When it comes to writing, I’ve been in a literary desert. It’s been months since I’ve written anything beyond a grocery list or Facebook status and even though I’d like to think I left it all on the field to get The Ground Beneath Us finished and released last fall, that’s kind of a convenient excuse.
It’s not writer’s block. I’m not out of ideas. In fact, my head feels too full which, I’ve found, can lead to a mental paralysis of sorts. What’s ink worthy, what’s not? What should I write about, what should I keep to myself? This has been a season of concentrated processing of all sorts of life situations and sometimes, when life comes at you at hyper speed, the best (and wisest) thing to do is to shut your mouth. Step away from the keyboard. Let the mental mayhem settle before trying to decide what to put into words and what to leave unsaid.
So last week when I was using my old standard Finding Nemo to teach the basic essay form (intro/thesis, body, conclusion) to my Jr./Sr. high class of homeschoolers, one of my students said, “Mrs. Allord, you should write this essay.” After groaning I realized his request was valid. Everyone knows the first rule in calling yourself a writer is that you must write. And I hadn’t in over three months. Thinking about writing and talking about writing and teaching writing is not writing. Only writing is writing—only what is transferred from head to paper or screen.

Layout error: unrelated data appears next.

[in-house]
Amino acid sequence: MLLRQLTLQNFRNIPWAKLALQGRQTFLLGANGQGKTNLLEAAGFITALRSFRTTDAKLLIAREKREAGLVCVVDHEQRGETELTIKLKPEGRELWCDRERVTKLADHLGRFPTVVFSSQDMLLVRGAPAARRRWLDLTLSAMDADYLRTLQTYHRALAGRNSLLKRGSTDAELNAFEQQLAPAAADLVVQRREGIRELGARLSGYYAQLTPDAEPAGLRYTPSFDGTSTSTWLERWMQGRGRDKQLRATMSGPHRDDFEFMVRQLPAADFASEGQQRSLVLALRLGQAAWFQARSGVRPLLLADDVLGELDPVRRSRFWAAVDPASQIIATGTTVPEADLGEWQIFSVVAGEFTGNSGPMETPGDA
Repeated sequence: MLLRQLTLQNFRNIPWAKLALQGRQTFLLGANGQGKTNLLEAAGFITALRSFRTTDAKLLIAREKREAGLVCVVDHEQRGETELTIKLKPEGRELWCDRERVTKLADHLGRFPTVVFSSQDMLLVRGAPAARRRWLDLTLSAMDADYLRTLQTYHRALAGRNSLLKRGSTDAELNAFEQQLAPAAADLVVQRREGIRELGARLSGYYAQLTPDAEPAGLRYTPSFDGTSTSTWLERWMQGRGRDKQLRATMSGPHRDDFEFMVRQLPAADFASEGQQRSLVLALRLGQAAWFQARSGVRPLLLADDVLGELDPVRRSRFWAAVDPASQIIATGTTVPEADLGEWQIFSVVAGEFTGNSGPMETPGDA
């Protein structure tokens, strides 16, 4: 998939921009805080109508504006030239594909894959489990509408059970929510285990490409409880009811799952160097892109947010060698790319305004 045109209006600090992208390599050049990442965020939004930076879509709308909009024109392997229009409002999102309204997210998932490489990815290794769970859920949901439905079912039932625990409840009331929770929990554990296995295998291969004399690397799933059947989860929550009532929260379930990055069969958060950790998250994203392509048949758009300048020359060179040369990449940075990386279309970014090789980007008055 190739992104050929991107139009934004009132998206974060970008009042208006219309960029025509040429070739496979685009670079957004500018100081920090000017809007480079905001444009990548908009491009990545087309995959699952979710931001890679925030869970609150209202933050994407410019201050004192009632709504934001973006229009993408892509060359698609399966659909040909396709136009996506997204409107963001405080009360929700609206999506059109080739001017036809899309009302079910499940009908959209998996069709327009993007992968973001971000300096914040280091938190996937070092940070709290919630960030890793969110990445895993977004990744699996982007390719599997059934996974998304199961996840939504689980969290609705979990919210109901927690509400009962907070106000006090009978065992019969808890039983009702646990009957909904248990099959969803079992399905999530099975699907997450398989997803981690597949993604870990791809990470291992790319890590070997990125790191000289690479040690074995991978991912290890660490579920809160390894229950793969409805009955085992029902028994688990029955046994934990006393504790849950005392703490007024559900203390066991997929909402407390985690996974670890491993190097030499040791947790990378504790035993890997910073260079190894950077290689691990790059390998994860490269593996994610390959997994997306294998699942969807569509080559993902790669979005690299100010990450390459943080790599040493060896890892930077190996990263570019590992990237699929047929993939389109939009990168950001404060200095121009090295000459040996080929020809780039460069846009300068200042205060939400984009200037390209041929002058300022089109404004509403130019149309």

I needed a swift kick in the pants. I needed someone to tell me, “You should write” and I needed to sit down and do it, even if it’s not good or original or important. Like I tell my students, you gotta start somewhere. You can’t fix a blank page.
So here’s my start, my warm up after a long break. My five paragraph essay complete with thesis statement, quotations, and supporting evidence that I read to my students to show that yes, even teachers need a shot of encouragement now and then.
Parenting is hard. It’s hard to rock a screeching newborn in the dead of night, to keep your cool when your toddler’s screaming in the grocery store, to thwart selfishness when you yourself fight against it every day. But nothing, in all of parenting, is as hard as letting go. How do we know when he’s ready to walk to school on his own? When to refrain from stepping in and let the kid take the hard consequence? When to hand over the car keys and pray like life depends on it because, suddenly, you realize it does? But let go we must. That is, ultimately, the call of all parents. No other parent exemplifies this struggle so well as Marlin. Marlin. The fish. Otherwise known as Nemo’s dad, or the little clown fish from the reef who can’t tell a joke to save his life. Yes, Marlin is computer-generated and Finding Nemo is a kid’s movie but it’s a gem of a kid’s movie with a rich admonishment for us parents, fish and human alike.